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Q: Hydraulics ( Answered,   4 Comments )
Subject: Hydraulics
Category: Sports and Recreation > Automotive
Asked by: gimmemorepsi-ga
List Price: $5.00
Posted: 13 Dec 2005 12:55 PST
Expires: 12 Jan 2006 12:55 PST
Question ID: 605408
Will a concaved face on a Piston produce more force than a Piston with a flat face?
Subject: Re: Hydraulics
Answered By: redhoss-ga on 13 Dec 2005 13:16 PST
Absolutely not. The pressure acts on what you might call the projected
area of the piston. The projected area being the area that would
project onto a plane perpendicular to the axis of the piston. I don't
have any links to submit as proof, but I do have years of hydraulics
and engineering experience to draw from. You will just have to trust
me on this one.

Subject: Re: Hydraulics
From: markvmd-ga on 13 Dec 2005 15:42 PST
Redhoss, I am speculating that Gimme is wondering why the added
surface area of a concave (or convex, for that matter) piston head
would not produce more force, or same force with less input.

Darn, now I gotta go read up on hemis...
Subject: Re: Hydraulics
From: myoarin-ga on 13 Dec 2005 17:37 PST
I believe a concave face would actually reduce the effective pressure
by increasing the space in the cylinder chamber, thereby reducing the
Subject: Re: Hydraulics
From: brix24-ga on 13 Dec 2005 19:26 PST

I'm commenting on a quote below that mentions extra power produced;
unfortunately, the issue is confused because the quote mentions only
reduced friction and increased charging efficiency explicitly in
connection with increased power. The relation to a concave piston is
more implicit.

Perhaps your question is related to the effect of using a concave
piston as quoted below? If I read the following correctly, a concave
piston can result in more complete lean combustion; if so, this extra
combustion _might_ (I'm extrapolating here since it doesn't say extra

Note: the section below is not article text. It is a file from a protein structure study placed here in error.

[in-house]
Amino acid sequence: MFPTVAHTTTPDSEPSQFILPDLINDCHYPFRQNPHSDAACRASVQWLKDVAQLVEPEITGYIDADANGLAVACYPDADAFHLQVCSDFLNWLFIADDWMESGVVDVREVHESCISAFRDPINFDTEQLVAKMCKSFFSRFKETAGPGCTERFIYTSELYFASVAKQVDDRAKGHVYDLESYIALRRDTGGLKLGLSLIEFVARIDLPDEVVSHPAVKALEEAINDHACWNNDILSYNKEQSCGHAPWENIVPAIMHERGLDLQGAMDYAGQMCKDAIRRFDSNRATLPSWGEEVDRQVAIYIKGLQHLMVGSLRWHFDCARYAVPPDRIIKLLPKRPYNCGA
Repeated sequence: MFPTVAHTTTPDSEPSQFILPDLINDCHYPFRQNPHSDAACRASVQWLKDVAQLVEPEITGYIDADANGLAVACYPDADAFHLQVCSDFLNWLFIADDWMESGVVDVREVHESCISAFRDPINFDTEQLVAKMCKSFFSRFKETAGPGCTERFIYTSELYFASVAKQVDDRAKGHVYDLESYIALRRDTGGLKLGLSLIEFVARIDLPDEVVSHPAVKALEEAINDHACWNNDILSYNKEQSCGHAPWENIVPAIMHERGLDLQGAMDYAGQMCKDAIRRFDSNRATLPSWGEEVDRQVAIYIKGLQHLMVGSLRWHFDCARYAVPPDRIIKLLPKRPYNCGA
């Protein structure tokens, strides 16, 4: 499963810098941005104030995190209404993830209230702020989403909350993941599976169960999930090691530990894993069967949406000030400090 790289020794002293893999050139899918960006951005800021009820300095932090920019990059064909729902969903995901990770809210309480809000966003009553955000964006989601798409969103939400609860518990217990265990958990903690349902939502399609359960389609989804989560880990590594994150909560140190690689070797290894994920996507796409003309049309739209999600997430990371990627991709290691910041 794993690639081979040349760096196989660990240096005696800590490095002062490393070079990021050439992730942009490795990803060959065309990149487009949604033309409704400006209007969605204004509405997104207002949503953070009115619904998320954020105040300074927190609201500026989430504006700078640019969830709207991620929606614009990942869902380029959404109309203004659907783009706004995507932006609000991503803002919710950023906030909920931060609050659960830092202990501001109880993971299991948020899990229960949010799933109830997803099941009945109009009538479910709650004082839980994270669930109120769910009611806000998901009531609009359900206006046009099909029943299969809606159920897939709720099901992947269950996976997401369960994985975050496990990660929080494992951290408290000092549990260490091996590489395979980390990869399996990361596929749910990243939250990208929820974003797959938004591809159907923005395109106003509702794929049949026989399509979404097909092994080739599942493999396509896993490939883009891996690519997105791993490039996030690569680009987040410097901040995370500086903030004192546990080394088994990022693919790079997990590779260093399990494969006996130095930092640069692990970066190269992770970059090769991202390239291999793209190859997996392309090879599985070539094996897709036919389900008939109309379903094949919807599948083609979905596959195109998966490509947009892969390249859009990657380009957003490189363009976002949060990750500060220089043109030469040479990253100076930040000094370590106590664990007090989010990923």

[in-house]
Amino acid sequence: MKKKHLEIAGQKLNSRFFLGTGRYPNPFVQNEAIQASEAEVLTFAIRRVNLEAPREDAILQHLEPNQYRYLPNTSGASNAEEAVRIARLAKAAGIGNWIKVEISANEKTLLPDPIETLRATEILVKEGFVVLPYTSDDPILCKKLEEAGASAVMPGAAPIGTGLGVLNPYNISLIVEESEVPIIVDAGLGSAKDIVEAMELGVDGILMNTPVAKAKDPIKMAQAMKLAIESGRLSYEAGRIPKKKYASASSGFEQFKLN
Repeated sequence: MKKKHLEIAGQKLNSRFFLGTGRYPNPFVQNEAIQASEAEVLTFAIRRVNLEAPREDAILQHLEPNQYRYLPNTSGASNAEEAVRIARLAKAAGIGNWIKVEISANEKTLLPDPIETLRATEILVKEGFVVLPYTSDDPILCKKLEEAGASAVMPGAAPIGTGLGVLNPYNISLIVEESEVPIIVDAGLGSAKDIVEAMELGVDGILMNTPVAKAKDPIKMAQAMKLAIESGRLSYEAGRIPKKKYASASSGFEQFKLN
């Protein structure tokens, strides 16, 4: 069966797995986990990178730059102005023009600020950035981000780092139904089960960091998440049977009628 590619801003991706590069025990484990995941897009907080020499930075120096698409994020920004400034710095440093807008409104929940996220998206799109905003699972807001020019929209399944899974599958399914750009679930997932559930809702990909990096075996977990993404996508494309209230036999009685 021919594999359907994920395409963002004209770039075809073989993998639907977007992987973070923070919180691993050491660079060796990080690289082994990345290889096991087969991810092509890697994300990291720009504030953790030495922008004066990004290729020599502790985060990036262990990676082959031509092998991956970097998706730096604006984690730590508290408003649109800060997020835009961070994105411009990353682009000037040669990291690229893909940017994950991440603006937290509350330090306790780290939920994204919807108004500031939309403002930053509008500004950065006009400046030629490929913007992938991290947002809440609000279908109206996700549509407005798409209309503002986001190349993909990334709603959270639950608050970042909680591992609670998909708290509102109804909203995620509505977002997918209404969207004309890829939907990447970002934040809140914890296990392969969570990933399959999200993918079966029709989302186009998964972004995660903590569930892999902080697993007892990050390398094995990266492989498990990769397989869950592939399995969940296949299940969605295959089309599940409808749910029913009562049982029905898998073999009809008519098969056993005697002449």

power specifically) produce extra power compared to a flat piston in
the same circumstances. However, as redhoss-ga stated, once a given
amount of pressure is produced, there is no difference between the two
pistons in the total force exerted in the direction the piston moves.

"Nissan Improves Power, Emissions with Effective 
Intake System and Piston Crown Design [Nishizawa 
et al.]:  Nissan?s RB20DE, a 1.998-liter, in-line six 
engine, powerplant of a sport sedan called 
?SkylineTM,? has been revised to consume less fuel 
and produce more power.  Engineers at Nissan de- 
veloped lean-burn technology for a short-stroke en- 
gine which has been known to be difficult compared 
to application in a long-stroke engine.  Tumble air 
motion was effectively generated by the low-restric- 
tion intake system called the ?Air Jet Swirler? (AJS). 
The uniquely configured, concave piston crown re- 
tained turbulence intensity longer near top dead cen- 
ter (TDC).  Both the AJS and the concave piston crown 
successfully increased the burn rate of lean mixture 
in a short-stroke engine.  In addition, engine friction 
was reduced by 20 percent at all engine speeds ..."

"Engine power output was increased by improving charging 
efficiency.  The peak torque increased to 186 Nm at 
4400 rpm, and the maximum power increased to 114 
kW at 6400 rpm compared to those of the previous 
Subject: Re: Hydraulics
From: markvmd-ga on 13 Dec 2005 19:48 PST
Folks, we gotta remember Ginne was asking about hydraulic pistons.

Brix, Nissan's AJS sounds a bit like Honda's Controlled Vortex
Combustion Chamber (CVCC) of the early 70's. It was so efficient it
allowed the Civic and Accord to avoid the need for a catalytic
converter for about a half-dozen years.

And the Skyline-- ah, what a car! I had a '78 or '79 when I lived in
Japan and a colleague had an '87. It was a doozy of a design, flew
like the wind and was a pleasure to drive. It was my first
introduction to heated leather seats.


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